- Nano Express
- Open Access
Gold nanoparticles deposited on glass: physicochemical characterization and cytocompatibility
© Reznickova et al.; licensee Springer. 2013
Received: 2 April 2013
Accepted: 16 May 2013
Published: 25 May 2013
Properties of gold films sputtered under different conditions onto borosilicate glass substrate were studied. Mean thickness of sputtered gold film was measured by gravimetry, and film contact angle was determined by goniometry. Surface morphology was examined by atomic force microscopy, and electrical sheet resistance was determined by two-point technique. The samples were seeded with rat vascular smooth muscle cells, and their adhesion and proliferation were studied. Gold depositions lead to dramatical changes in the surface morphology and roughness in comparison to pristine substrate. For sputtered gold structures, the rapid decline of the sheet resistance appears on structures deposited for the times above 100 s. The thickness of deposited gold nanoparticles/layer is an increasing function of sputtering time and current. AFM images prove the creation of separated gold islands in the initial deposition phase and a continuous gold coverage for longer deposition times. Gold deposition has a positive effect on the proliferation of vascular smooth muscle cells. Largest number of cells was observed on sample sputtered with gold for 20 s and at the discharge current of 40 mA. This sample exhibits lowest contact angle, low relative roughness, and only mild increase of electrical conductivity.
Gold nanoparticles (GNPs) are currently used as catalysts , and chemical  and plasmonic sensors . They are also used in surface-enhanced Raman scattering  and nonlinear optics . Furthermore, the usage of GNP for diagnosis and even destruction of microorganisms  or AuNP for biological applications [7–9] should be mentioned. Although GNPs are believed to be biologically inert, they can be engineered to possess chemical and biological functionality. GNP exhibits a plasmon resonance (PR) at wavelengths from 510 to 580 nm  leading to enhanced absorption and scattering in this part of the optical spectrum. The PR is affected by the size and shape of the GNP, the type of the supporting substrate (mainly its refractive index) and/or the surrounding material of the gold nanoparticles. The distance between the nanoparticles is also relevant, especially if it is small enough to enable electromagnetic coupling . GNPs are usually prepared by precipitation from aqueous solutions [12, 13] on various materials, e.g., on etched glass surfaces [13, 14]. Thermal annealing of thin gold films produced by evaporation or sputtering  can also lead to a gold aggregation into GNP . The formation of GNP from continuous gold layers is driven by the minimization of the surface energy and is denoted as solid state dewetting . However, all the described methods suffer from the poor adhesion of GNP to the substrate surface .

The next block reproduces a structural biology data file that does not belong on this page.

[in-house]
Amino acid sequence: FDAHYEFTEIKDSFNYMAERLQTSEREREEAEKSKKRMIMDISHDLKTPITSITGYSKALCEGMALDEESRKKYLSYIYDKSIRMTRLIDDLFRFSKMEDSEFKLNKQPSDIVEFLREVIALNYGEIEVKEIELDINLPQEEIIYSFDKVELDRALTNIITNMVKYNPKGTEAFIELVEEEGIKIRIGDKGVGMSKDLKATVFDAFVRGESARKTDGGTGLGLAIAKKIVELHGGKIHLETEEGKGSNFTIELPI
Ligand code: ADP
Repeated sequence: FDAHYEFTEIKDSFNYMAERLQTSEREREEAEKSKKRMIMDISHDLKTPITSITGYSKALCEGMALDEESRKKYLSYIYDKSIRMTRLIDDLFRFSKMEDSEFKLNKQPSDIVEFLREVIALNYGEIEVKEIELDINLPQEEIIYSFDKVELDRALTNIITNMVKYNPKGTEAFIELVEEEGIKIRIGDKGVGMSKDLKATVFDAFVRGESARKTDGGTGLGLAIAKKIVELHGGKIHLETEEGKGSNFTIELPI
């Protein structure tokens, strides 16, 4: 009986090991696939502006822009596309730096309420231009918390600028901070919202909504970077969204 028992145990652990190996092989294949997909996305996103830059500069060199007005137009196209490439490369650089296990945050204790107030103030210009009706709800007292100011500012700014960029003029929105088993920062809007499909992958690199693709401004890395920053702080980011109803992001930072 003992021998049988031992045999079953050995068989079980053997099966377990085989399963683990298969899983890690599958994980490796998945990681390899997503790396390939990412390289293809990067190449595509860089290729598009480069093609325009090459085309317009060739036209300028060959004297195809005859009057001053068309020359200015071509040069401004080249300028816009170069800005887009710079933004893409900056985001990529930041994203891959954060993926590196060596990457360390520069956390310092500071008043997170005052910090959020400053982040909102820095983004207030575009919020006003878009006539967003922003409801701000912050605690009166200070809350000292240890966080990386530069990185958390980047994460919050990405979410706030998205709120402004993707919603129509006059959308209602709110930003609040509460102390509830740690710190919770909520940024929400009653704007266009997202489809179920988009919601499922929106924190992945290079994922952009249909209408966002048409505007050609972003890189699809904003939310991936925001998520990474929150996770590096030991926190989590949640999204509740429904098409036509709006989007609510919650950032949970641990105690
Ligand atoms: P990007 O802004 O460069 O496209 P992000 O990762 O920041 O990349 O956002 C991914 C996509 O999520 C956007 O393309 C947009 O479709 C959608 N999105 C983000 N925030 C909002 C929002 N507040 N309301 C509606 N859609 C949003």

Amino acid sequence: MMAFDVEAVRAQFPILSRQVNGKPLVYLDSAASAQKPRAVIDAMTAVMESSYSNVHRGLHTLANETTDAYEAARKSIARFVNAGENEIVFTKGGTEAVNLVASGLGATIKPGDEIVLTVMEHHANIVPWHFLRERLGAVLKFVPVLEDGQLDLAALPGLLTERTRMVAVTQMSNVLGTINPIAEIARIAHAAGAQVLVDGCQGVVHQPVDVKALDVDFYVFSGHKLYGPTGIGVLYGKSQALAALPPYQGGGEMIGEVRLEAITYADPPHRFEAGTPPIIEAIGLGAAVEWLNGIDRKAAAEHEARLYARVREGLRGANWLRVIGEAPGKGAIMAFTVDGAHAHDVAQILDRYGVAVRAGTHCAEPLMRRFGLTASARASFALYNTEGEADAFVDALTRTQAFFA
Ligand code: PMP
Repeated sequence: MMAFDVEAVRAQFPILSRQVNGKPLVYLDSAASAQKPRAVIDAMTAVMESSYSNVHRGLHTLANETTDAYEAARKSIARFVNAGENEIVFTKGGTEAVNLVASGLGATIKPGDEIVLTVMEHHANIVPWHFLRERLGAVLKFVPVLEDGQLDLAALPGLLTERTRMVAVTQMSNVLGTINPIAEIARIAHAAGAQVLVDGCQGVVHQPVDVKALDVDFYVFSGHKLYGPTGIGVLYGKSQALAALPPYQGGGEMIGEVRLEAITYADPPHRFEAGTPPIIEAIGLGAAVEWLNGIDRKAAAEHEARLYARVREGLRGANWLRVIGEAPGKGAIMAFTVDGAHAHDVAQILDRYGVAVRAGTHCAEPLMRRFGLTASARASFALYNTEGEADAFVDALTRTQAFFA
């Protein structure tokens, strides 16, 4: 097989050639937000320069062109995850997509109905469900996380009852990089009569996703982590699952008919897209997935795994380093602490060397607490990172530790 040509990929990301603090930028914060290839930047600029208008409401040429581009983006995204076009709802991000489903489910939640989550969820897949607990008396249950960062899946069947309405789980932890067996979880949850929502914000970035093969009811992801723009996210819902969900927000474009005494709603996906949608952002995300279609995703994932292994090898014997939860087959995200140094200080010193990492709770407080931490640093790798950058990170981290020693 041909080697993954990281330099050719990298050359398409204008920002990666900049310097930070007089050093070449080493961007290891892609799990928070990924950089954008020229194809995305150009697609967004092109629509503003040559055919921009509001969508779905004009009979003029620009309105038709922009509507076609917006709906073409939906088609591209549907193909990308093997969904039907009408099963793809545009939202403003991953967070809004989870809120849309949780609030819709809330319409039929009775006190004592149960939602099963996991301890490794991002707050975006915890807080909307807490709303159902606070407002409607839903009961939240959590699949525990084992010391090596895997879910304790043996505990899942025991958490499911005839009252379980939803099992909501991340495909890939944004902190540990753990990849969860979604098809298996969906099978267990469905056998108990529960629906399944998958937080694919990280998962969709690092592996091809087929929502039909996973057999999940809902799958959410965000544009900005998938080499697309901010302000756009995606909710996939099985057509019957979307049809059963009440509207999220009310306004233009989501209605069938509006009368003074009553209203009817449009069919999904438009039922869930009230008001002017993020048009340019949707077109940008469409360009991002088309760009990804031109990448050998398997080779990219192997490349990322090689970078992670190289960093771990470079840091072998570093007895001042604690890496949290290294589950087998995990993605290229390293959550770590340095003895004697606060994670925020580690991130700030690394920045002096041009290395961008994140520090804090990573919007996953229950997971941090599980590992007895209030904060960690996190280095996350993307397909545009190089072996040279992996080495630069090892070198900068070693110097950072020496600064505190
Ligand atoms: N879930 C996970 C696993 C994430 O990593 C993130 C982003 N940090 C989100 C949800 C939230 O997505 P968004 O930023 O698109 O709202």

It is known that the biocompatibility of a substrate is affected, besides of several other factors, by their electrical conductivity, chemical structure, surface morphology, roughness, and wettability (polarity) . In this work, we studied the surface morphology, sheet electrical resistance, contact angle, ultraviolet–visible (UV–vis) spectra, adhesion, and proliferation of living muscle cells on gold structure sputtered on glass surface.
Materials and modification
The gold layers were sputtered on 1.8 × 1.8 cm2 microscopic glass, supplied by Glassbel Ltd., Prague, Czech Republic. The surface roughness of glass, measured over the area of 1×1 μm2 and calculated as an average value from five different measuring positions, was R a = 0. 34 ± 0. 03 nm . The gold sputtering was accomplished on Balzers SCD 050 device from gold target (supplied by Goodfellow Ltd., Huntingdon, England). The deposition conditions were DC Ar plasma, gas purity of 99.995%, sputtering time of 10 to 400 s, current of 10 to 40 mA (discharge power 3 to 15 W), total Ar pressure about 5 Pa, and the electrode distance of 50 mm. The power density of Ar plasma in our case was 0.13 W·cm−2, and the average deposition rate was 0.15 nm s−1. The glass substrate was cleaned with methanol (p.a.) and dried in a stream of N2. The prepared samples were stored at laboratory conditions.
The mean thickness of gold films was measured by gravimetry using Mettler Toledo UMX2 microbalance (Columbus, OH, USA). The thickness was calculated from the sample weights before and after sputtering using gold bulk density.
The sheet resistance of Au layers was examined by Ohm’s method with a picoampermeter Keithley487 (Cleveland, OH, USA). For the measurement, two Au contacts, about 50-nm thick, were deposited on the layer surface by sputtering. The samples with lower resistances (up to 1 MΩ) were measured on the commercially available multimeter UNI-T 83 (Uni-Trend Group Limited, Kowloon, Hong Kong). The electrical measurements were performed at a pressure of about 10 Pa to minimize the influence of atmospheric humidity. The typical error of the sheet resistance measurement did not exceed ±5%.